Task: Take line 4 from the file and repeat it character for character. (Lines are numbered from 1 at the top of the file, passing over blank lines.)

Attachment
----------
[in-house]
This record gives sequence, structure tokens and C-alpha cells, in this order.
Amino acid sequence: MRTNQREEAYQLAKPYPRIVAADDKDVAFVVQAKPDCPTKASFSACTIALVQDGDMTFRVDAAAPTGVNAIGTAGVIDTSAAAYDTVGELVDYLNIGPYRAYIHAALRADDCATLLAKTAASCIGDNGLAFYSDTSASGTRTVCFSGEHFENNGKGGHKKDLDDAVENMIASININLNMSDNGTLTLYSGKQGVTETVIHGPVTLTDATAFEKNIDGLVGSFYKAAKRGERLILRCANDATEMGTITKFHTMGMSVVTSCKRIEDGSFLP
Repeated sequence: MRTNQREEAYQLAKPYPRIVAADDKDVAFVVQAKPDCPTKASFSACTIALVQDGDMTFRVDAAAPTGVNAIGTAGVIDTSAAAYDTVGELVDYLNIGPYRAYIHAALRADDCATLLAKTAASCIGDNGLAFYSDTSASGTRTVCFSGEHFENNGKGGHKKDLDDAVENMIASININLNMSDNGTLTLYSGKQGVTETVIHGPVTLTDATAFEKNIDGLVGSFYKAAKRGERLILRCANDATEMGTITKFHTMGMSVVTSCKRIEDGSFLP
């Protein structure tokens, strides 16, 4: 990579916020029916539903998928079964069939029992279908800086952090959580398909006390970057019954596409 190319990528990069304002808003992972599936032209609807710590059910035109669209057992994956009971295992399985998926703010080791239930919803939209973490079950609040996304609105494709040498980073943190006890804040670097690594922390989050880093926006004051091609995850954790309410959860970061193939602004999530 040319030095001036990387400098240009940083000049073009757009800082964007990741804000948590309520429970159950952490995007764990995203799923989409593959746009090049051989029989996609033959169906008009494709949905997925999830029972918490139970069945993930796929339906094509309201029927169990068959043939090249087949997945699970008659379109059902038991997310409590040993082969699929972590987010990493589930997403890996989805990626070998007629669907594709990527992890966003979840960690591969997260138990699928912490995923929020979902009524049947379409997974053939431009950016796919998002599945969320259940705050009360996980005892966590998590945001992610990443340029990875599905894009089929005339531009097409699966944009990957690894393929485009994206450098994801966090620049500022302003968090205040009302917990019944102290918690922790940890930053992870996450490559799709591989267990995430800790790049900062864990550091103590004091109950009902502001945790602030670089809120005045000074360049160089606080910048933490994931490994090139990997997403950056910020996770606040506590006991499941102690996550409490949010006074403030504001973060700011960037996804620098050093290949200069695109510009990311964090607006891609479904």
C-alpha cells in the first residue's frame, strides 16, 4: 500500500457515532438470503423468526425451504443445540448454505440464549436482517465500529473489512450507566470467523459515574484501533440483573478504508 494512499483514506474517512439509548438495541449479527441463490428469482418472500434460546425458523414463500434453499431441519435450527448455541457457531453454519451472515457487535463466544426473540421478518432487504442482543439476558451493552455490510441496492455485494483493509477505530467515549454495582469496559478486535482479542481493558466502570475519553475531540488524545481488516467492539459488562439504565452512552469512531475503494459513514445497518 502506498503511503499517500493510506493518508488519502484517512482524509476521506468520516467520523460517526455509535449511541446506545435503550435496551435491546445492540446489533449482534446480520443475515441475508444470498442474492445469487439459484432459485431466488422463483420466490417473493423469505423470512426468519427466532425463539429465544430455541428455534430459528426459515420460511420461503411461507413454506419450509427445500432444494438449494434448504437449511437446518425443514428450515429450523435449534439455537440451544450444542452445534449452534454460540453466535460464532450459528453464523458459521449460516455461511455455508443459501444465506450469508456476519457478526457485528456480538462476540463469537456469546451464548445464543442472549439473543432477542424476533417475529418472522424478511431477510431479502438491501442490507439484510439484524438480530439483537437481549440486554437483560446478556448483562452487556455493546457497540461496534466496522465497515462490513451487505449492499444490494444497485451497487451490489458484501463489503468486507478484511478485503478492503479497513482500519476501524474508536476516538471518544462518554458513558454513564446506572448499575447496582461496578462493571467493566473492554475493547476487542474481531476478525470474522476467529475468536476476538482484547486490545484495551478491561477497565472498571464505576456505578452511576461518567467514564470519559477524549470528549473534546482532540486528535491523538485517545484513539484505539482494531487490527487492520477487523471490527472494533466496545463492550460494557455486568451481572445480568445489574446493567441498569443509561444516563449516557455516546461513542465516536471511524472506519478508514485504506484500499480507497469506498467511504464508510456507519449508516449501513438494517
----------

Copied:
Repeated sequence: MRTNQREEAYQLAKPYPRIVAADDKDVAFVVQAKPDCPTKASFSACTIALVQDGDMTFRVDAAAPTGVNAIGTAGVIDTSAAAYDTVGELVDYLNIGPYRAYIHAALRADDCATLLAKTAASCIGDNGLAFYSDTSASGTRTVCFSGEHFENNGKGGHKKDLDDAVENMIASININLNMSDNGTLTLYSGKQGVTETVIHGPVTLTDATAFEKNIDGLVGSFYKAAKRGERLILRCANDATEMGTITKFHTMGMSVVTSCKRIEDGSFLP